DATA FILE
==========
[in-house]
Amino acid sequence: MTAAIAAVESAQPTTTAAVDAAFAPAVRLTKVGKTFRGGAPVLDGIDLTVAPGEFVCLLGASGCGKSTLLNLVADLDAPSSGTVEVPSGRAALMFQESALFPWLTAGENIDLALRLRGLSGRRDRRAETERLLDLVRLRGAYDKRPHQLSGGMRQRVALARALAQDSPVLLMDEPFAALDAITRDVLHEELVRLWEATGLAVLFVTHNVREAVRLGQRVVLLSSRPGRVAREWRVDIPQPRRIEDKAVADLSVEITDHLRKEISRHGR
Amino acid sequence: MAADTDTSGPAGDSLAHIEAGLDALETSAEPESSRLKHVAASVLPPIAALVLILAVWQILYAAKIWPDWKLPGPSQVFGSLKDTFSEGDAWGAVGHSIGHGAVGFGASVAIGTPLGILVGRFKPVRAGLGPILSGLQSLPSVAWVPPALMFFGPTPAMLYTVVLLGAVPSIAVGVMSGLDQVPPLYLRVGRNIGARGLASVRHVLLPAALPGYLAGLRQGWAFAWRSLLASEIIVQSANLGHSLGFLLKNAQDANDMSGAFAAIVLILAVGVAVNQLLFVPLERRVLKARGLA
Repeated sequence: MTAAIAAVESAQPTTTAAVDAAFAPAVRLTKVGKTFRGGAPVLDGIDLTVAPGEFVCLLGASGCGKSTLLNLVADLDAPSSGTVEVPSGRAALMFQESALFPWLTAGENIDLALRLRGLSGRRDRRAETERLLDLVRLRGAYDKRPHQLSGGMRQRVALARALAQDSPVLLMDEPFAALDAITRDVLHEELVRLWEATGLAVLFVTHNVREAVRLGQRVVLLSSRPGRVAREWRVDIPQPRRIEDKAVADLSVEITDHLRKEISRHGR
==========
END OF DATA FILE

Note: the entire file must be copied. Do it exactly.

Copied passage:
[in-house]
Amino acid sequence: MTAAIAAVESAQPTTTAAVDAAFAPAVRLTKVGKTFRGGAPVLDGIDLTVAPGEFVCLLGASGCGKSTLLNLVADLDAPSSGTVEVPSGRAALMFQESALFPWLTAGENIDLALRLRGLSGRRDRRAETERLLDLVRLRGAYDKRPHQLSGGMRQRVALARALAQDSPVLLMDEPFAALDAITRDVLHEELVRLWEATGLAVLFVTHNVREAVRLGQRVVLLSSRPGRVAREWRVDIPQPRRIEDKAVADLSVEITDHLRKEISRHGR
Amino acid sequence: MAADTDTSGPAGDSLAHIEAGLDALETSAEPESSRLKHVAASVLPPIAALVLILAVWQILYAAKIWPDWKLPGPSQVFGSLKDTFSEGDAWGAVGHSIGHGAVGFGASVAIGTPLGILVGRFKPVRAGLGPILSGLQSLPSVAWVPPALMFFGPTPAMLYTVVLLGAVPSIAVGVMSGLDQVPPLYLRVGRNIGARGLASVRHVLLPAALPGYLAGLRQGWAFAWRSLLASEIIVQSANLGHSLGFLLKNAQDANDMSGAFAAIVLILAVGVAVNQLLFVPLERRVLKARGLA
Repeated sequence: MTAAIAAVESAQPTTTAAVDAAFAPAVRLTKVGKTFRGGAPVLDGIDLTVAPGEFVCLLGASGCGKSTLLNLVADLDAPSSGTVEVPSGRAALMFQESALFPWLTAGENIDLALRLRGLSGRRDRRAETERLLDLVRLRGAYDKRPHQLSGGMRQRVALARALAQDSPVLLMDEPFAALDAITRDVLHEELVRLWEATGLAVLFVTHNVREAVRLGQRVVLLSSRPGRVAREWRVDIPQPRRIEDKAVADLSVEITDHLRKEISRHGR